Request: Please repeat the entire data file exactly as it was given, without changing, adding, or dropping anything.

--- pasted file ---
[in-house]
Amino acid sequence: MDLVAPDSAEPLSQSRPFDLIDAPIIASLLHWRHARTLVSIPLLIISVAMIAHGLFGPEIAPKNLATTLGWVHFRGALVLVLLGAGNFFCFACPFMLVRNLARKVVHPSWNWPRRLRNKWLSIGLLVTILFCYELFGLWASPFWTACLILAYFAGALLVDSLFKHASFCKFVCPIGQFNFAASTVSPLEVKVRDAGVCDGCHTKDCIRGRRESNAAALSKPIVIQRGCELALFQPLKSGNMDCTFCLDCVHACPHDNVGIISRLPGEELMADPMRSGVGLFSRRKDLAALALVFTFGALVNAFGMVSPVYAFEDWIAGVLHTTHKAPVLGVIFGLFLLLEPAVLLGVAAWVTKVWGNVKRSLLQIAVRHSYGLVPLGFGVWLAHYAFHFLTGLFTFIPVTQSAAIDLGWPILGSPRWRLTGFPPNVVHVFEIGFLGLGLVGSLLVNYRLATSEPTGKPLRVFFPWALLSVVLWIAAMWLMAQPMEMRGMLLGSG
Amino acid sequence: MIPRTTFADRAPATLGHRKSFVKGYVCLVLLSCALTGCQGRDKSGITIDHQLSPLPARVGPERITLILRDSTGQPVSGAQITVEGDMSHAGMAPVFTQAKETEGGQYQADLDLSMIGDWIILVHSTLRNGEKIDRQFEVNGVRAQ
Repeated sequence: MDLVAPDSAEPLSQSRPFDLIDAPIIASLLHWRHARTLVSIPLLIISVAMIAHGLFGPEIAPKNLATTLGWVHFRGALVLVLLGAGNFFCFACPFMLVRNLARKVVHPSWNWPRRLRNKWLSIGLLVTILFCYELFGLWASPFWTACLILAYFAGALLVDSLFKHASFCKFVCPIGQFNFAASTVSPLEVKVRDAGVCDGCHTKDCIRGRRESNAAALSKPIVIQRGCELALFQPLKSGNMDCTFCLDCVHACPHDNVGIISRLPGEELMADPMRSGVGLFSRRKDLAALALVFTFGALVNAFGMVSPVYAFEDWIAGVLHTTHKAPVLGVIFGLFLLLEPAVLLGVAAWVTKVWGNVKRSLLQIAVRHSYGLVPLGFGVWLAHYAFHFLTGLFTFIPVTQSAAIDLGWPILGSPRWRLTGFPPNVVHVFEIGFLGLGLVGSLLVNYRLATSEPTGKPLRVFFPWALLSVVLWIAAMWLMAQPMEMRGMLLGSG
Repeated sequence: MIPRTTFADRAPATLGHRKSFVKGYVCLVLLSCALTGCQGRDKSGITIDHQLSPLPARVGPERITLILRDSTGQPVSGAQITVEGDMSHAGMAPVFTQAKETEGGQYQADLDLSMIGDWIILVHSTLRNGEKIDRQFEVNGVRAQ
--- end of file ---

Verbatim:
[in-house]
Amino acid sequence: MDLVAPDSAEPLSQSRPFDLIDAPIIASLLHWRHARTLVSIPLLIISVAMIAHGLFGPEIAPKNLATTLGWVHFRGALVLVLLGAGNFFCFACPFMLVRNLARKVVHPSWNWPRRLRNKWLSIGLLVTILFCYELFGLWASPFWTACLILAYFAGALLVDSLFKHASFCKFVCPIGQFNFAASTVSPLEVKVRDAGVCDGCHTKDCIRGRRESNAAALSKPIVIQRGCELALFQPLKSGNMDCTFCLDCVHACPHDNVGIISRLPGEELMADPMRSGVGLFSRRKDLAALALVFTFGALVNAFGMVSPVYAFEDWIAGVLHTTHKAPVLGVIFGLFLLLEPAVLLGVAAWVTKVWGNVKRSLLQIAVRHSYGLVPLGFGVWLAHYAFHFLTGLFTFIPVTQSAAIDLGWPILGSPRWRLTGFPPNVVHVFEIGFLGLGLVGSLLVNYRLATSEPTGKPLRVFFPWALLSVVLWIAAMWLMAQPMEMRGMLLGSG
Amino acid sequence: MIPRTTFADRAPATLGHRKSFVKGYVCLVLLSCALTGCQGRDKSGITIDHQLSPLPARVGPERITLILRDSTGQPVSGAQITVEGDMSHAGMAPVFTQAKETEGGQYQADLDLSMIGDWIILVHSTLRNGEKIDRQFEVNGVRAQ
Repeated sequence: MDLVAPDSAEPLSQSRPFDLIDAPIIASLLHWRHARTLVSIPLLIISVAMIAHGLFGPEIAPKNLATTLGWVHFRGALVLVLLGAGNFFCFACPFMLVRNLARKVVHPSWNWPRRLRNKWLSIGLLVTILFCYELFGLWASPFWTACLILAYFAGALLVDSLFKHASFCKFVCPIGQFNFAASTVSPLEVKVRDAGVCDGCHTKDCIRGRRESNAAALSKPIVIQRGCELALFQPLKSGNMDCTFCLDCVHACPHDNVGIISRLPGEELMADPMRSGVGLFSRRKDLAALALVFTFGALVNAFGMVSPVYAFEDWIAGVLHTTHKAPVLGVIFGLFLLLEPAVLLGVAAWVTKVWGNVKRSLLQIAVRHSYGLVPLGFGVWLAHYAFHFLTGLFTFIPVTQSAAIDLGWPILGSPRWRLTGFPPNVVHVFEIGFLGLGLVGSLLVNYRLATSEPTGKPLRVFFPWALLSVVLWIAAMWLMAQPMEMRGMLLGSG
Repeated sequence: MIPRTTFADRAPATLGHRKSFVKGYVCLVLLSCALTGCQGRDKSGITIDHQLSPLPARVGPERITLILRDSTGQPVSGAQITVEGDMSHAGMAPVFTQAKETEGGQYQADLDLSMIGDWIILVHSTLRNGEKIDRQFEVNGVRAQ